This is the only the latest bit of evidence added to the Camelback Mountain-size pile of proof showing that Judge Pearce has been actively involved in his brother's campaign.
As I reported in my column this week, Lester Pearce admitted to having been at a campaign event for his brother that took place during a Tea Party meeting long before Cortes dropped out of the race.
Also present at that meeting were the senator, Pearce campaign manager Chad Willems, and Greg Western, chairman of the East Valley Tea Party and the man who recruited Cortes to run as a diversionary candidate in the recall.
In addition, Judge Pearce was driving around with his niece Shilo Sessions as Sessions solicited signatures for Cortes to put her name on the ballot.
Though Pearce has denied soliciting signatures for Cortes, he recently admitted to the Capitol Times that he was in the same car with Sessions as she did so.
"I needed a ride and I rode with her and she stopped a couple of times," he said. "(It was) probably indiscretion on my part to have gotten in the car with her and then her saying, 'Oh, I need to stop here.'"
An indiscretion, indeed. Another indiscretion occurred when Gilman and I questioned the judge outside the East Valley Institute of Technology, before a debate between his brother and Lewis was to begin.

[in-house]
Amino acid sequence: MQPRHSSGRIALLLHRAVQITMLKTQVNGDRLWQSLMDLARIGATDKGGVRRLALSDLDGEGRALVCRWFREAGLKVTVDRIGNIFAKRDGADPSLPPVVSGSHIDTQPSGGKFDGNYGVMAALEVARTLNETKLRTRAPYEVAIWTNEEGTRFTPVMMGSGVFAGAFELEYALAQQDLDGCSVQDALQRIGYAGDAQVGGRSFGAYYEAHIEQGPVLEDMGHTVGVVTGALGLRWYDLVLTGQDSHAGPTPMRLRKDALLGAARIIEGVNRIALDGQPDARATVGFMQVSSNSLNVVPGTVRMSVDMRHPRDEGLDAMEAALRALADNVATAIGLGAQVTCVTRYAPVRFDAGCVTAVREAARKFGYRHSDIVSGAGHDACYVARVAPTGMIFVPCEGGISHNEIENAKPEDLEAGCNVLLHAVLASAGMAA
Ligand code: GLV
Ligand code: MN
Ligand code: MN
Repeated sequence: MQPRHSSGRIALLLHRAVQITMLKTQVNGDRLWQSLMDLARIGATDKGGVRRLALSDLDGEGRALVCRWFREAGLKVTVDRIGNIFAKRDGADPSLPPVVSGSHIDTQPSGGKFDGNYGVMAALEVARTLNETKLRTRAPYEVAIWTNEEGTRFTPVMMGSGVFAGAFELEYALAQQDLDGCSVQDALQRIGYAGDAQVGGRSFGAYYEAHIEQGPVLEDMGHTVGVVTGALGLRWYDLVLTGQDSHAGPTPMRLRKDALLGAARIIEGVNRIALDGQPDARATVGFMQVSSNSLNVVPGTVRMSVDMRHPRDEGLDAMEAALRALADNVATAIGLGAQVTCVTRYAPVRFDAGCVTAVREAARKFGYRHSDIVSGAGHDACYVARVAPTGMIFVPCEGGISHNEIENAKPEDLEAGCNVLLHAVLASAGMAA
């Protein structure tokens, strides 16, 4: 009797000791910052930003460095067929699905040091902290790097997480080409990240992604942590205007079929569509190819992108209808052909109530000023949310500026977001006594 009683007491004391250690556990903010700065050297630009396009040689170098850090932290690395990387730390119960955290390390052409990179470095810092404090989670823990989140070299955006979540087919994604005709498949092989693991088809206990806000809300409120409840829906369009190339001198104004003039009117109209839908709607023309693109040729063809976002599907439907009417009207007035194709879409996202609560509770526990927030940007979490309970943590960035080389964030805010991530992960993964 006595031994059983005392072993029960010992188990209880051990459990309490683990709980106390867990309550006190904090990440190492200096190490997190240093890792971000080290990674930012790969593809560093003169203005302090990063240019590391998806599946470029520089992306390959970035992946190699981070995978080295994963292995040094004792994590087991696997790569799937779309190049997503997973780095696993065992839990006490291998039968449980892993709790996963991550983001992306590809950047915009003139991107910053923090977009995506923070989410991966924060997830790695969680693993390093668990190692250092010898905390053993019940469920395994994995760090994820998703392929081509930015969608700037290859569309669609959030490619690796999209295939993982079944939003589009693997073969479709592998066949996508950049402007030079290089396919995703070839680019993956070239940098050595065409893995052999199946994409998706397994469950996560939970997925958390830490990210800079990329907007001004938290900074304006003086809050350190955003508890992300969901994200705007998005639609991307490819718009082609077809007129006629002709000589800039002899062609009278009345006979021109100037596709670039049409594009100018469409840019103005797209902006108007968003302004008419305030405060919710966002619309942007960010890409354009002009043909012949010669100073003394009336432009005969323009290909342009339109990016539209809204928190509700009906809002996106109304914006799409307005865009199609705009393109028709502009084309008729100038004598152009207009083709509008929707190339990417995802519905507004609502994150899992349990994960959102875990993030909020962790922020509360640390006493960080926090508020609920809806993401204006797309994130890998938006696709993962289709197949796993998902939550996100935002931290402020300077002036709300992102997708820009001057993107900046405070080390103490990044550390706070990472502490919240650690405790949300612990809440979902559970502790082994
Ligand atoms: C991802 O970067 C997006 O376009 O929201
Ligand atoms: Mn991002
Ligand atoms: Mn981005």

Angered, the longtime justice of the peace grabbed Gilman's camera in an effort not to be filmed. He later apologized for the incident.
The JP also was in attendance at a recent LD 18 meeting as his brother answered questions from fellow Republicans. There, I asked him about an incident in which he attempted to strong-arm a Lewis supporter who had a Lewis for Senate sign in his yard.
"I went to my old bishop [in the LDS church]," he told me of the sign matter. "And jokingly said . . . 'Interesting thing, you need a little family counseling?' Joke, joke . . . If you'll be happy to go ask him that, he'll tell you the same."
I don't know if we were speaking of the same individual, but the person I spoke to did not find it to be a source of levity. At least, that's not what was expressed to me. I told the judge that people were afraid of him because of his power as a justice of the peace.
"These are my neighbors, they are not afraid of me," he insisted.
I observed that he could sign warrants, approve orders of protection, and so forth.
"Don't confuse the law," he said, placing a hand on my shoulder. "The law is that I do the law. And if they don't do anything wrong, I don't sign any warrants. I protect their community and their neighborhood.
"I protect this city because that's my job. And I sign warrants [at] two in the morning, four in the morning for DUIs because that's what law enforcement calls me about. I sign them on Saturdays and Sundays. I'm on call 24-7."
The only comfort I draw from that is that I do not live in the district Judge Pearce presides over. And you can better believe I'll be extra careful when driving through it.
Are the Pearces above the law? Is Judge Pearce above the dictates of the Code of Judicial Conduct? Sometimes it seems as if the only law that applies to the brothers Pearce is the law of gravity. And I suspect they'd defy that one, if they could.